Lucens Reactor

The Lucens reactor at Lucens, Vaud, Switzerland, was a small pilot nuclear reactor destroyed by an accident in 1969.

In 1962 the construction of a Swiss-designed pilot nuclear power plant began. The heavy-water moderated, carbon dioxide gas-cooled, reactor was built in an underground cavern and produced 30 megawatts of heat (which was used to generate 8.3 megawatts of electricity). It became critical in 1966 and the plant was decommissioned in 1968. It was fueled by 0.96% enriched uranium alloyed with chromium cased in magnesium alloy (magnesium with 0.6% zirconium) inserted into a graphite matrix. Carbon dioxide gas was pumped into the top of the channels at 6.28 MPa and 223 °C and exited the channels at a pressure of 5.79 MPa and at a temperature of 378 °C.

It was intended to operate until the end of 1969, but during a startup on January 21, 1969, it suffered a loss-of-coolant accident, leading to a partial core meltdown and massive radioactive contamination of the cavern, which was then sealed.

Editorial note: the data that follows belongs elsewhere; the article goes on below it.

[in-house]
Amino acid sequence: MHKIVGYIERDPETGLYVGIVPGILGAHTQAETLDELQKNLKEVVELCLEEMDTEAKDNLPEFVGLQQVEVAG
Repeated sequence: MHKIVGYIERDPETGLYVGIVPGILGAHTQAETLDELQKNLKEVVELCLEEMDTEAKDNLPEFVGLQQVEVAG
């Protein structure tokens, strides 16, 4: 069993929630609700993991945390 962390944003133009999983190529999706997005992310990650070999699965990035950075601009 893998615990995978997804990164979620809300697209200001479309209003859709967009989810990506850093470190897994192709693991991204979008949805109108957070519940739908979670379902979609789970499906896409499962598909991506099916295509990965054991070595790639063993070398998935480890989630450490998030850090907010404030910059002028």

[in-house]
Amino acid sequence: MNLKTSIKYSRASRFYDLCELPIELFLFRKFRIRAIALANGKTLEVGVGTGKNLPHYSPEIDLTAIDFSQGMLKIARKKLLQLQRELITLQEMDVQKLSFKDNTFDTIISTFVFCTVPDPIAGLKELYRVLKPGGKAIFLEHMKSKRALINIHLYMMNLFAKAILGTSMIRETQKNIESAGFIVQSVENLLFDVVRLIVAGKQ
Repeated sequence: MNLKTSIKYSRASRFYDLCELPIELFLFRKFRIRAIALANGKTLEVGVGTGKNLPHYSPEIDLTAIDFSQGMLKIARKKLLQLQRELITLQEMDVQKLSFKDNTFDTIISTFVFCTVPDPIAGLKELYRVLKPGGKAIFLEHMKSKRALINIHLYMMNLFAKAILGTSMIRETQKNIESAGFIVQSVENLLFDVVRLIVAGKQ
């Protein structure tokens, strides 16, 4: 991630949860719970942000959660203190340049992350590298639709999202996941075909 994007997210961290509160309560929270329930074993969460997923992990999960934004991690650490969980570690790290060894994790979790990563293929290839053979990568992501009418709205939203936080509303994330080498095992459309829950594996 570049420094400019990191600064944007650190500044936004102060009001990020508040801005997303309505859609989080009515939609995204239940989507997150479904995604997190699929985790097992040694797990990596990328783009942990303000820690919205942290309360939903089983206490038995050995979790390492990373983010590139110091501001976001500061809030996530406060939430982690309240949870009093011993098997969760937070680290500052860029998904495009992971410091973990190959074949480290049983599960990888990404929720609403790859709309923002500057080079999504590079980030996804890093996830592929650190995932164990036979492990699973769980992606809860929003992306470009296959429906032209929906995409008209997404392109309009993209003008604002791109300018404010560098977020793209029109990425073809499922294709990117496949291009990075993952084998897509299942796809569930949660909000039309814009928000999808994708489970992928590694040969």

The accident was caused by water condensation forming on some of the magnesium alloy fuel element components during shutdown and corroding them. The corrosion products from this accumulated in some of the fuel channels. One of the 73 vertical fuel channels was sufficiently blocked by it to impede the flow of carbon dioxide coolant so that the magnesium alloy cladding melted and further blocked the channel. The increase in temperature and exposure of the uranium metal fuel to the coolant eventually caused the fuel to catch fire in the carbon dioxide coolant atmosphere. The pressure tube surrounding the fuel channel split because of overheating and bowing of the burning fuel assembly, and the carbon dioxide coolant leaked out of the reactor.

No irradiation of workers or the population occurred, though the cavern containing the reactor was seriously contaminated. The cavern was decontaminated and the reactor dismantled over the next few years.